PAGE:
The idea of socialism is undergoing something of a revival in the United States today.  In a Galllup poll last year, 57% of Democrats reported that they had a favorable view of socialism, compared to just 47% with a favorable view of capitalism.  Eight years ago Democrats were split 53/53 in their preferences between the two isms. Though the question wasn’t asked, I’m sure that 40 years ago capitalism would have been favored overwhelmingly.  The country’s leading socialist organization, Democratic Socialists of America, now has over 50,000 mostly youngish members, up from just 6,500 in 2012.  Symptomatic of the times, The New Republic has devoted more than half of its current issue to “The Socialist Moment.”

The socialist revival undoubtedly owes much to Bernie Sanders’s surprisingly strong run for the Democratic presidential nomination in 2016.  It got a further boost from the even more surprising election to Congress of the avowed socialist (and DSA member) Alexandria Ocasio-Cortez in 2018.  From a more fundamental and long-term perspective, the socialist revival surely reflects an increasing disenchantment with actually existing capitalism, a sense on the part of many of our citizens, especially younger ones, that they aren’t getting their fair share of the benefits of an increasingly unequal society.

Dozens of DSA-endorsed candidates were elected to state and local offices around the country in 2018. Other dozens were defeated, but it looks like the Democratic Party could be acquiring a small but consistent socialist wing.  You don’t have to be a socialist to see this as a positive development.  American society today has reached levels of economic inequality and corporate concentration not seen since the early 20th century.  Our capitalism does need drastic reform, and that will come only with the election to pubic office, especially at the national level, of Democrats who are willing to engage with socialist (or socialistic) ideas. Socialists will never dominate the Democratic Party–they’ll never come close–but more power to them!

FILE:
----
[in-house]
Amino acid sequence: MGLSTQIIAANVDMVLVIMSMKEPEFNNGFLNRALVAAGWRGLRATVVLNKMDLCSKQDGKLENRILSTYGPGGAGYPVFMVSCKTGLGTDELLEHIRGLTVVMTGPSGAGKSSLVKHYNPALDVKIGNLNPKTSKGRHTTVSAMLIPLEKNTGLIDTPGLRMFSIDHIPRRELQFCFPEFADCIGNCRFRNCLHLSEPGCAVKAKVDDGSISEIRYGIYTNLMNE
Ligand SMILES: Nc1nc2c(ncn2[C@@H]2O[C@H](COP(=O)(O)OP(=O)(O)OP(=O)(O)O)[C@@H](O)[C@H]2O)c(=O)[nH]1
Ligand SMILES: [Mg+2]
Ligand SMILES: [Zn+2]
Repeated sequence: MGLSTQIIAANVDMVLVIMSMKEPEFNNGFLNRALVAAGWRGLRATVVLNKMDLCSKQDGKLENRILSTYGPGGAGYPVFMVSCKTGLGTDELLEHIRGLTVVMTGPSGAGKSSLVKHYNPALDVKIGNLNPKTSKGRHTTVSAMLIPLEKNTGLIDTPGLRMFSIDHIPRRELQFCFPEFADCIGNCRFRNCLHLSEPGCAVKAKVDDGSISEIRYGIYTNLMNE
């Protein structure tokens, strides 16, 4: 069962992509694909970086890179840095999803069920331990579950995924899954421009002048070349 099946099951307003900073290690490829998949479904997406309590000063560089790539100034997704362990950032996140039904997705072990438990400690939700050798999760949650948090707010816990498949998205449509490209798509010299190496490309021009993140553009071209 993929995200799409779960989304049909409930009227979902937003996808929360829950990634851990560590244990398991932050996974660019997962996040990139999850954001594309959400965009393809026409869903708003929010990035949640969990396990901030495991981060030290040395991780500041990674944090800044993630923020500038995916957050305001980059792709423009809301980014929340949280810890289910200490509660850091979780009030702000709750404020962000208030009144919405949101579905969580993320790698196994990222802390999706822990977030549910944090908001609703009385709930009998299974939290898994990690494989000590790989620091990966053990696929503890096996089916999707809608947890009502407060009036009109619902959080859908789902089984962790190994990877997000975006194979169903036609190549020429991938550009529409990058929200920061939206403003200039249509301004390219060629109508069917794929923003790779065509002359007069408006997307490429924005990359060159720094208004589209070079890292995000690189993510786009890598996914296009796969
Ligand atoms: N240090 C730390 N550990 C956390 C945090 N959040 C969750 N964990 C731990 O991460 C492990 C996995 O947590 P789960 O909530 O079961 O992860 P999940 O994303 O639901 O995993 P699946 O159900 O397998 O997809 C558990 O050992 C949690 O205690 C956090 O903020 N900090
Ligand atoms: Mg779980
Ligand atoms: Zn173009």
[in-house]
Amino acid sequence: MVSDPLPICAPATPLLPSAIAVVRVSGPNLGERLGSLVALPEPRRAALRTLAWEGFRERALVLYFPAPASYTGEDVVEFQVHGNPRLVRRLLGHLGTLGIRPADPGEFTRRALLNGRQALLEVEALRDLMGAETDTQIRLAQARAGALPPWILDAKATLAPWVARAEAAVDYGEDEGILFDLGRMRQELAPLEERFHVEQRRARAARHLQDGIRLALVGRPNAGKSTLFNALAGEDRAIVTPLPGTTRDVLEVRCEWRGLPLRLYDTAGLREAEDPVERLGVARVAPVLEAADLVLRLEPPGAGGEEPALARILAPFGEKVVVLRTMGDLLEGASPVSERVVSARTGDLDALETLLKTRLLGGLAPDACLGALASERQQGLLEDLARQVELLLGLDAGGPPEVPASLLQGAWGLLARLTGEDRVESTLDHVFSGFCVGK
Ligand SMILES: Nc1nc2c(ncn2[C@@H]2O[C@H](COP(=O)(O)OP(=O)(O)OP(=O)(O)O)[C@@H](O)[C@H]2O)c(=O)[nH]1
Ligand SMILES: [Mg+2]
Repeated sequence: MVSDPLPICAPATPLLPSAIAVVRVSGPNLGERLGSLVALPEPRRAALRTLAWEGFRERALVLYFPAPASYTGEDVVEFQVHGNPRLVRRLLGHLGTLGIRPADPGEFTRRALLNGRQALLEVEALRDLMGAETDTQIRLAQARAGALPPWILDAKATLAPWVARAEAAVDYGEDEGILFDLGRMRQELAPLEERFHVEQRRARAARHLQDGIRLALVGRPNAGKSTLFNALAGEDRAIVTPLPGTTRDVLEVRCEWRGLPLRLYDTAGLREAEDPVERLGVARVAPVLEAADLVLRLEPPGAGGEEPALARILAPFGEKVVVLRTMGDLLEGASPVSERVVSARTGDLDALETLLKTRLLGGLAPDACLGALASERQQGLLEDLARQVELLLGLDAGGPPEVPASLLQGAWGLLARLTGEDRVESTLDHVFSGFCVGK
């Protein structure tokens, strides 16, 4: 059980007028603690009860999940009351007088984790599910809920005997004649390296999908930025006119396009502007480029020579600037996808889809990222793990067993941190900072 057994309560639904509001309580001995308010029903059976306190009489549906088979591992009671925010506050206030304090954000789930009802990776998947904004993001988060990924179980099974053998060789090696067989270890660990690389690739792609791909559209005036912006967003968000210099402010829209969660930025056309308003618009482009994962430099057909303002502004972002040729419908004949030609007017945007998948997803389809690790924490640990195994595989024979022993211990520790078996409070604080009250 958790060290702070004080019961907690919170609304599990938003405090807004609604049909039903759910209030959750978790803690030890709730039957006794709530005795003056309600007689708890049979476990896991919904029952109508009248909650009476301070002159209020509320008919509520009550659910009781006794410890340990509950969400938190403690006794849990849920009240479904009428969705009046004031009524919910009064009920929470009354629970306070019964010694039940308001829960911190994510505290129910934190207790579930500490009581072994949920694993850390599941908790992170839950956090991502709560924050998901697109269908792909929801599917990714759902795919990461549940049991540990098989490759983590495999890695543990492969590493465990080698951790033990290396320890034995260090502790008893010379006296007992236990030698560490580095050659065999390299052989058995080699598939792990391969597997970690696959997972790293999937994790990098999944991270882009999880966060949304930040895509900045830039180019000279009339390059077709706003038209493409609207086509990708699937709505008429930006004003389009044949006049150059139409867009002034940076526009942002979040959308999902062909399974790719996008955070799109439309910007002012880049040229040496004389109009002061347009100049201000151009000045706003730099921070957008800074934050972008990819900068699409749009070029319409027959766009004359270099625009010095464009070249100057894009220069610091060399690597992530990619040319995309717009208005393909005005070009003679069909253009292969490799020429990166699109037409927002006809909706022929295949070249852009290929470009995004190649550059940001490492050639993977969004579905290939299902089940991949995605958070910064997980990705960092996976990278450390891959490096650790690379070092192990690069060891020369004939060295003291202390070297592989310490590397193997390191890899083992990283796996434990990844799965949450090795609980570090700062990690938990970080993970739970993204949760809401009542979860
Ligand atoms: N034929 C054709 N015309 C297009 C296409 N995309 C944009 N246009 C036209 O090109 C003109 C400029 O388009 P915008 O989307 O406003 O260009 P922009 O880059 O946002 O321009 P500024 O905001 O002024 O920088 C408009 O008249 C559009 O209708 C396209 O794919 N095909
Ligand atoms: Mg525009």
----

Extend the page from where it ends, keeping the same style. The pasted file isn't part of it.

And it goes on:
Of course, Republicans will do their best to use socialism as a scare word: Trump has already signaled his intentions with his warning/assurance that America will never be a socialist country, as if Democrats would put us on the road to Venezuela. I don’t think Democrats need to be intimidated.  They have the credible and true rejoinder that Republicans have always assailed major advances in public policy—including, notably, Social Security and Medicare—as “socialist.” I think that Republicans probably only helped the cause of socialism by constantly accusing Obama of socialist (or Marxist, or communist) tendencies.

But if socialism isn’t the scare word that it used to be, neither is it the wildly popular rallying cry that its partisans would like it to become.  Another recent Gallup poll reported that only 47% of Americans said they would be willing to vote for a socialist for president.  That compares to 96% who say they would willingly vote for a black, 76% for a gay, and 66% for a Muslim.  Even godless atheists, at 60%, enjoy a higher approval level than socialists. These numbers, I think, should be sufficient to discourage Bernie Sanders fans.  Sanders’s policy positions aren’t socialist in the old sense of advocating public ownership of the means of production. (Maybe that’s what he has in the back of his mind, but that’s not his public stance.) Sanders could advocate for the same policy agenda without calling himself a socialist, but his embrace of that label constitutes a critical political weakness.  A ceiling of 47% public support is not a promising basis for a campaign for the presidency. Which brings me back to my current favorite Democratic candidate, Elizabeth Warren. Warren is hardly less radical than Sanders, but she shamelessly calls herself a capitalist.  I think that’s the way to go.